It is at home, however, that the problems will be most acute, albeit far too early to know how things will play out. The first issue here is parliament. Both major parties are divided over Brexit. Whether this becomes salient as they are called on to pass Brexit-related legislation, we simply do not know. The Commons contained a significant majority of Remainers after the referendum, but this did not stop them voting overwhelmingly in favour of triggering Article 50.

So what, precisely, does it mean to say there is a majority in parliament in favour of a softer Brexit? That these are people who would prefer such a thing, or people who would actively work for it? Remember, soft Brexit would require an acceptance of freedom of movement, as single market membership is not possible without it and both parties promised in their manifestos to end it.

All this being said, the government cannot now count on smooth passage for the various bits of primary legislation it will need to pass regarding issues such as agriculture, or immigration.

More importantly, the precarious government majority casts real doubt over the prime minister’s ability to get the approval she has promised to seek for whatever deal she strikes in Brussels. It is hard to see how an already weakened leader, assuming she is in post after the summer of 2018, could survive defeat on this vote.

So we are back to the pre-election conundrum. There’s no reason to suspect the parliamentary Labour Party will amend its pre-election position of rejecting any deal that does not provide the benefits of membership. Tory opponents are now circling as well.

The prime minister may see it as in her own interest to manufacture a collapse in the talks to avoid the possibility of defeat in the House. In this sense, at least, the election makes a chaotic Brexit more likely.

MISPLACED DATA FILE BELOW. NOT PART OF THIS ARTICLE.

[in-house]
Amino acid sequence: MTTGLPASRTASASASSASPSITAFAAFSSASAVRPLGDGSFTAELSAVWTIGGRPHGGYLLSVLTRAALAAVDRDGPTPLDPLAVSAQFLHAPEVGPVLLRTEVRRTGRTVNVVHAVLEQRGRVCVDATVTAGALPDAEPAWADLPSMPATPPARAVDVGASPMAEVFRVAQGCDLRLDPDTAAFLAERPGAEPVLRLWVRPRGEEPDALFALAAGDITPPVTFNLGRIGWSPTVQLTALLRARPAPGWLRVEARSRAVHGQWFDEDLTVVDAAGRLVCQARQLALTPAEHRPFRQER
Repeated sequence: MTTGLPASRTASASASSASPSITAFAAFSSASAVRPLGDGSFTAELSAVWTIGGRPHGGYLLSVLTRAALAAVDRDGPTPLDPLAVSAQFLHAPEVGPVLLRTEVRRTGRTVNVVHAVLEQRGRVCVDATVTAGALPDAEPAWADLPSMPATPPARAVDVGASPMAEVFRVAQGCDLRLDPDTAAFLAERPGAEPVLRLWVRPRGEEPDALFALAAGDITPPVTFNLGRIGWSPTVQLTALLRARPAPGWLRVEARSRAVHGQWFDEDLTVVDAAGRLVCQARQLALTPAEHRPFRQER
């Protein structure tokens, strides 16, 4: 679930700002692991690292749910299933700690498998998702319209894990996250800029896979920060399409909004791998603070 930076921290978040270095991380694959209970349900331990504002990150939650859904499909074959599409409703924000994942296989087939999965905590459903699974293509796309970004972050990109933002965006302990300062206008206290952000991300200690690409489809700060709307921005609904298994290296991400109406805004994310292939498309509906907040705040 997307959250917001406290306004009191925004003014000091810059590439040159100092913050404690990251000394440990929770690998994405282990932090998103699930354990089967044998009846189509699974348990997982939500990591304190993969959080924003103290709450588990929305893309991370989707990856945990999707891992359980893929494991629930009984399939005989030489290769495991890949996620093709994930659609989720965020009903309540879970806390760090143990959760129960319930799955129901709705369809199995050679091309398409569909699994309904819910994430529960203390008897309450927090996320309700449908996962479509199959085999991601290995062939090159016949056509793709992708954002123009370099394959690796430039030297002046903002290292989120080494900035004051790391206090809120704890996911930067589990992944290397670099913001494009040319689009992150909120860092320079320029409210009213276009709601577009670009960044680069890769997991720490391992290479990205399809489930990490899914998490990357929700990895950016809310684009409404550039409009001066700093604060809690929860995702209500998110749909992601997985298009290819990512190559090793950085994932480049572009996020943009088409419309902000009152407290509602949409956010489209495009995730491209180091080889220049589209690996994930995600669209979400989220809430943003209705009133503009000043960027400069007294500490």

Finally, the election may change the dynamics of government in the country. The prime minister’s insistence on a hard Brexit revealed her willingness to sacrifice economics to political considerations. Reports from meetings between ministers and business representatives regularly stressed the stubborn refusal of the former to compromise on the prime minister’s Brexit vision.

This was all well and good when Mrs May was a winner. What choice was there for the CBI or representatives of the City or university vice-chancellors under such circumstances but to suck up whatever the government was willing to feed them?

Now, however, things are different. Can a weakened prime minister afford to alienate business? If not, regardless of parliament, will she have to water down her approach to Brexit, given the strong preference of the various trade associations for single market and customs union membership?

It is far too soon to say with any certainty what the election means for Brexit. But it does change the probabilities.

The prime minister will face greater pressure to adapt her uncompromising stance, which might lead to a “softer” outcome. Yet, equally, the threat of parliamentary resistance might tempt her down the most reckless path of all.

By Professor Anand Menon is director of the UK in a Changing Europe. This piece originally featured in the Times Red Box.